The only time when Parliament’s constitutional tenure can be extended beyond its expiry date is when there’s a state of emergency occasioned by a natural disaster or war. Those like Tendai Biti who has strangely suggested an October 2013 election may have in mind an impending natural disaster or war only known to them in advance otherwise their talk is constitutional rubbish.
What this means is that the forthcoming general election must be held by March 31, 2013 and that is nine months from now. To his credit Tsvangirai has admitted as much in public. But the point is that it would be totally mad for anybody to truly and honestly believe that we should or can in nine or 11 months get the GPA parties to agree on a Copac draft constitution, organise the second Stakeholder Conference on that draft, send the draft to Parliament , organise and conduct a referendum on the draft, gazette that draft and send it back to Parliament, forward it to the President for assent, enact and implement the processes, laws and institutions of the new constitution, organise and run the next election on the basis of that new constitution. That scenario is simply no longer an option even with the best of intentions. It cannot happen and will not happen because it must not happen as it would be madness. While a transitional constitution from colonisation to independence or from war to peace can take a relatively short time as illustrated by the Lancaster constitutional process whose negotiations took three months after which elections were held and independence was achieved within an additional three months, the making of a new constitution by a sovereign country such as ours 32 years after its independence is entirely a different thing that cannot be compared to the negotiation for a constitutional transition from colonialism to independence.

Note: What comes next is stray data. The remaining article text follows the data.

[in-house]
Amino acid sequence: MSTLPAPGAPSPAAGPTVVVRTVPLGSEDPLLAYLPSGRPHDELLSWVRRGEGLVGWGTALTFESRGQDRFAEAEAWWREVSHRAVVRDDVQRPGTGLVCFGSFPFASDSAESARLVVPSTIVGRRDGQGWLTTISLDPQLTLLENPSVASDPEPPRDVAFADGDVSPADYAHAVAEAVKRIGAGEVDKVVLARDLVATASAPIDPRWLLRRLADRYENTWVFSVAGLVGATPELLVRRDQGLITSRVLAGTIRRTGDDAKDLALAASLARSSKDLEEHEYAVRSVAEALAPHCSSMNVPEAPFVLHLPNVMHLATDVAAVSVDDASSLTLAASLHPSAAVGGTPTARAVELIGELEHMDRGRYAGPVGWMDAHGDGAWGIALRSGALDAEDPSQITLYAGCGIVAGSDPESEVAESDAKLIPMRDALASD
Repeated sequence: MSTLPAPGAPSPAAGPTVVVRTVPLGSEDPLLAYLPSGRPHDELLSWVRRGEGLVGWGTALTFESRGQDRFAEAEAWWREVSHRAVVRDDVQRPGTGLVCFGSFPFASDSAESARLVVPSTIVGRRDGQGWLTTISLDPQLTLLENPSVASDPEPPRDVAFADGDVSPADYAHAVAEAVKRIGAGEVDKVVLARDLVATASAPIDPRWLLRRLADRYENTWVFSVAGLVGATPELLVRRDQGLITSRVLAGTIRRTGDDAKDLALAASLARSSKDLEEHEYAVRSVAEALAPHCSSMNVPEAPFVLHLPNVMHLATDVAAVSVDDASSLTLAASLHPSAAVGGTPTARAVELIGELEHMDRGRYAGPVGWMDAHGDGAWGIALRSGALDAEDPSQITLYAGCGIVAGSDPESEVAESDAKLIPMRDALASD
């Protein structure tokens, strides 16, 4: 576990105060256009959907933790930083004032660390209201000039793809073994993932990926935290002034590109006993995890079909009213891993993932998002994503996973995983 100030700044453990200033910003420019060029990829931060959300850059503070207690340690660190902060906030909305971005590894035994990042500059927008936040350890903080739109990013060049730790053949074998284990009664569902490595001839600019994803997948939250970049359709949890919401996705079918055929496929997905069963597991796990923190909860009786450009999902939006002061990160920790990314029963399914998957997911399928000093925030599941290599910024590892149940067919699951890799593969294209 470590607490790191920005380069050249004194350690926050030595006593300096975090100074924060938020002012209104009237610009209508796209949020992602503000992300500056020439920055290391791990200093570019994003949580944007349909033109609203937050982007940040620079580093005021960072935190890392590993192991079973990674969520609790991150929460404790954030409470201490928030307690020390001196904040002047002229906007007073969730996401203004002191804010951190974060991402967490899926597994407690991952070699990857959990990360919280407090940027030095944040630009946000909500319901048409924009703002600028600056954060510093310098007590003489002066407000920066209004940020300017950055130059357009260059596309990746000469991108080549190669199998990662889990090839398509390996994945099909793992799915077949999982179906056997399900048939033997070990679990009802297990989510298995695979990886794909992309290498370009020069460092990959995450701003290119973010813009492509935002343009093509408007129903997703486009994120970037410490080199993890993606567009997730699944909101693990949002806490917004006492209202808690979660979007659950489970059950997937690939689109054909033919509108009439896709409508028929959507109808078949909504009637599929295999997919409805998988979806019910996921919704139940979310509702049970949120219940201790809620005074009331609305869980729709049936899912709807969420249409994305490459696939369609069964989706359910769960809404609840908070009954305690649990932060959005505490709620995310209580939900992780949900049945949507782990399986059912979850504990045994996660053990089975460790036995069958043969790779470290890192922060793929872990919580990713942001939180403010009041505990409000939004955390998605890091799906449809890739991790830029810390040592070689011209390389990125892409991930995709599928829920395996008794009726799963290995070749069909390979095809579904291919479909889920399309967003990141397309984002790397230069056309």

The process of making of a new constitution by a sovereign country can be very protracted and so far the African experience is that the process can take some 20 or more years once it begins in earnest as exemplified by the cases of Kenya and Zambia. Even more telling is the fact that, as seen in Kenya, the implementation of a negotiated, agreed and referendum-endorsed constitution requires a minimum of 18 to 24 months before the next election. Anything else would be inherently destabilising and destructive when the making of a new constitution should in fact be the opposite of that by being constructive.
This is a very important point whose self-evident lesson can be easily lost in a politically polarised or charged environment. So to repeat, any new constitution in a sovereign country that has been independent for some 32 years like ours requires a minimum of 18 to 24 months of implementation time before the next election. Anything else is a disaster and there is a plethora of so-called international best practices from across Africa and elsewhere around the world that support this view with Kenya being the most notable example relevant to the Zimbabwean case.
As a matter of fact, constitutional democracies do not ever hold referenda on a new constitution on the eve of a general election. Never ever! Instead such referenda in stable constitutional democracies are held the day after a general election or at some mid-point before the next election to allow the country breathing space beyond constitutional divisions. There are many other good reasons for this practice apart from the obvious.
In the circumstances, it would be unprecedented, irresponsible and very dangerous for our country’s stability, national interest and national security to even try to organise and run the next general election which must constitutionally be held within the next 11 months which practically translate as the next eight months should they be unexpectedly be delayed beyond this year.